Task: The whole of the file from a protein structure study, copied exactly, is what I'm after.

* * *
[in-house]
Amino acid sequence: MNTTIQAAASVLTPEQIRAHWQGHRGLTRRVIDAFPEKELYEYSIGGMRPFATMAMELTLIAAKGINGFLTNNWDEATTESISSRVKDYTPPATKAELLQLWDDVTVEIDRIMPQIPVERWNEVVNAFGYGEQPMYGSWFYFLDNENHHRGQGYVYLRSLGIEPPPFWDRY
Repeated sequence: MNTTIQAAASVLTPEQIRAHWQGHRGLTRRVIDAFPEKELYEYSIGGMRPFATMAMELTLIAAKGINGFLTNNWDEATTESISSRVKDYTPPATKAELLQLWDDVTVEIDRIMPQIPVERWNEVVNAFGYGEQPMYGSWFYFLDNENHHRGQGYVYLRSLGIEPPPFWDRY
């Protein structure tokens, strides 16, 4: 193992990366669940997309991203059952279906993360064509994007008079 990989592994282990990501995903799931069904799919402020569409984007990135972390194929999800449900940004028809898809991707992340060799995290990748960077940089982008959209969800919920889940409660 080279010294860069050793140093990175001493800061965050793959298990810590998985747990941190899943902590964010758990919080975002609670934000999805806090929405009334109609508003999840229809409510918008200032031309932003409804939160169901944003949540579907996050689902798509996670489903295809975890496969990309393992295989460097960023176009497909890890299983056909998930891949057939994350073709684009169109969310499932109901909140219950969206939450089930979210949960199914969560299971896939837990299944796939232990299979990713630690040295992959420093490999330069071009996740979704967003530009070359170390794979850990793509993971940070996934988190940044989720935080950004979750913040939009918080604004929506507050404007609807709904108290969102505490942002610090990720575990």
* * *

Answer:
[in-house]
Amino acid sequence: MNTTIQAAASVLTPEQIRAHWQGHRGLTRRVIDAFPEKELYEYSIGGMRPFATMAMELTLIAAKGINGFLTNNWDEATTESISSRVKDYTPPATKAELLQLWDDVTVEIDRIMPQIPVERWNEVVNAFGYGEQPMYGSWFYFLDNENHHRGQGYVYLRSLGIEPPPFWDRY
Repeated sequence: MNTTIQAAASVLTPEQIRAHWQGHRGLTRRVIDAFPEKELYEYSIGGMRPFATMAMELTLIAAKGINGFLTNNWDEATTESISSRVKDYTPPATKAELLQLWDDVTVEIDRIMPQIPVERWNEVVNAFGYGEQPMYGSWFYFLDNENHHRGQGYVYLRSLGIEPPPFWDRY
């Protein structure tokens, strides 16, 4: 193992990366669940997309991203059952279906993360064509994007008079 990989592994282990990501995903799931069904799919402020569409984007990135972390194929999800449900940004028809898809991707992340060799995290990748960077940089982008959209969800919920889940409660 080279010294860069050793140093990175001493800061965050793959298990810590998985747990941190899943902590964010758990919080975002609670934000999805806090929405009334109609508003999840229809409510918008200032031309932003409804939160169901944003949540579907996050689902798509996670489903295809975890496969990309393992295989460097960023176009497909890890299983056909998930891949057939994350073709684009169109969310499932109901909140219950969206939450089930979210949960199914969560299971896939837990299944796939232990299979990713630690040295992959420093490999330069071009996740979704967003530009070359170390794979850990793509993971940070996934988190940044989720935080950004979750913040939009918080604004929506507050404007609807709904108290969102505490942002610090990720575990």